A study of the relationship between the New Testament writings and other literature of late antiquity. This comprehensive introduction identifies and describes the major literary genres and forms found in the New Testament and Early Christian non-canonical literature. Comparing them with those prevalent in Judaism and Hellenism, it sheds light on the conventions that the New Testament writers chose to follow.
It is often said that the real confrontation between Christianity and the great religions of the world is only just beginning. Bishop Kulandran's book on the pivotal religious doctrine of Grace marks the first stage in the new encounter between Christianity and Hinduism. The result of considerable research and theological reflection, Bishop Kulandran's book is an objective and scholarly appraisal of Christianity and Hinduism, their similarities and differences, and of the two different worlds in which they move. Hinduism's uncertainty about the character of God and Christianity's dogmatic certainty are examined in detail. The sense of man's need of God's grace in Christianity, and Hinduism's...
The influence that disease has had on history has often been hidden behind the more 'glorious' exploits of individuals and monarchs. In Armies of Pestilence R.S. Bray offers a fresh contribution to the impact that illnesses have had on world history. The periods discussed span from the Biblical accounts of epidemics, through the Justinian plague (what was that deadly disease that has kept scientists in contention right through to the present day'), to the miscalculated 1976 influenza epidemic from which the American government took a long time to recover. Dr. Bray covers the Plague (the scourge of medieval Europe), malaria, yellow fever, smallpox, typhus and cholera. The author offers a comprehensive evaluation of many other works, both scientific and historical, which provide a vast basis for research on this subject. His vigorous style and timely injections of humour make this an absorbing and accessible book.
Is the existence of God a matter of faith or knowledge? Does God sometimes act miraculously or are there physical causes for everything? Is morality absolute or relative? Are humans truly free or does God's sovereignty determine everything? When bad things happen, is God the cause or are they the fault of humans? Too frequently Christians answer these questions with a 'Yes' to one side and a 'No' to the other side. Thomas Aquinas and Karl Barth answer 'Yes' on both. Following their model, Machuga defends a 'third way' that transcends the Enlightenment dichotomies of fideism versus rationalism, supernaturalism versus naturalism, relativism versus absolutism, free will versus predestination, and God's justice versus his mercy. Machuga begins by showing how these false dichotomies grew out of the Enlightenment assumptions of mechanism, universal quantification, and mono-causation. He then corrects these demonstrably dubious assumptions by articulating a theory of dual-causation. The result is a thoroughly biblical understanding of God, miracles, and free will that can withstand the contemporary criticisms of both science and philosophy.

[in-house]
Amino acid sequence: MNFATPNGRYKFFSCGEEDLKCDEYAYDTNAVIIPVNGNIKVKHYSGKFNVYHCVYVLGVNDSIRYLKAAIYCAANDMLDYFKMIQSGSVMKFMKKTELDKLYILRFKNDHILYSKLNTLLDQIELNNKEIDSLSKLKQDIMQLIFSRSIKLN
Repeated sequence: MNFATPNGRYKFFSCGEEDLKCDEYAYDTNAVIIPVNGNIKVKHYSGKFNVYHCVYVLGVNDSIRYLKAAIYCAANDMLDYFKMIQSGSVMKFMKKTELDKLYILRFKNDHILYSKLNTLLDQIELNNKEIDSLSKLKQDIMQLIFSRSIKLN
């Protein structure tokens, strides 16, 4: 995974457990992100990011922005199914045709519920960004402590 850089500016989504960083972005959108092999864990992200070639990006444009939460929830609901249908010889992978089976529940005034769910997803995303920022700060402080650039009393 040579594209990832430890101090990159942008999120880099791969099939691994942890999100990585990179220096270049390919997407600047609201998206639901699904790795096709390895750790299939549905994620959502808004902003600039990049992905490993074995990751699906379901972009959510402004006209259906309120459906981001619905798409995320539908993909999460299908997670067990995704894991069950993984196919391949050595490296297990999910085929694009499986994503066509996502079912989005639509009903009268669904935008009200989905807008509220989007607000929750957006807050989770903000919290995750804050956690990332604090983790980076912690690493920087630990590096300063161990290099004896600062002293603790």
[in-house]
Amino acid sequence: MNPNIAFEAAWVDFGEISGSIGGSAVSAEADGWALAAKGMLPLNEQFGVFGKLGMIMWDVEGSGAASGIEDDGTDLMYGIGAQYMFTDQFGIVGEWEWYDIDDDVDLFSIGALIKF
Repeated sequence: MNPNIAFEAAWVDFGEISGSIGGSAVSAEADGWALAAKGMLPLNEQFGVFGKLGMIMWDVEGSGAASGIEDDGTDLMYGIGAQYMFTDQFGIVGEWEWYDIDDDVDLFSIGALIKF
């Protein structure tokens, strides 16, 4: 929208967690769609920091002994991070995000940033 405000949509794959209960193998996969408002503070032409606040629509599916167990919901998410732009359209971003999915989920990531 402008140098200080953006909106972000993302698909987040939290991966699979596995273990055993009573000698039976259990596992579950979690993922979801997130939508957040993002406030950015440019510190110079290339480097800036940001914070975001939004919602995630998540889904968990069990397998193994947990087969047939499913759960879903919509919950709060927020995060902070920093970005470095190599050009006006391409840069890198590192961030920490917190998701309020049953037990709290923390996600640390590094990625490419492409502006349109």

The influence of Hans Frei (1922-1988) is wide and deep in contemporary theology, even though he published little in his own lifetime. These two volumes collect a wide range of his letters, lectures, book reviews, and other items, many of them not previously available in print. Together, they display the range and richness of Frei's thinking, and provide new insights into the nature and implications of his work. They are an invaluable resource for all those interested in Frei's work, and for any interested in his central themes: the development of modern biblical hermeneutics, the interpretation of biblical narrative, and the figural interpretation of all reality in relation to the narrated ...
The influence of the Book of Common Prayer and the King James version of the Bible created the modern English language, but there has been no collection of contemporary documents available to show how the momentous social and political changes took place. Gerald Bray's comprehensive collection covers the period from 1526 to 1700. The book contains many texts previously relatively inaccessible, along with others more widely known. The book also provides informative appendixes, including comparative tables of the different articles and confessions, showing their mutual relationships and dependence. Containing fifty-eight documents covering all the main Statutes, Injunctions and Orders, Prefaces to prayer books, Biblical translations and other relevant texts, Documents of the English Reformation is an invaluable resource for students, and a useful aide memoire for scholars in Theology, the English Church, and late medieval and early modern English history.
The growth of Bantu Churches has been a marked feature of religious development in South Africa. In his study, Dr. Sundkler traces the development of the Bantu Churches, which seceded from the Missions or split amongst themselves. The author gives a account of the life and aspirations of these purely Bantu churches and of their leaders. Dr. Sundkler's study is concentrated on the contact which took place in these churches between the old heritage of the people and the new message of the Christian Gospel.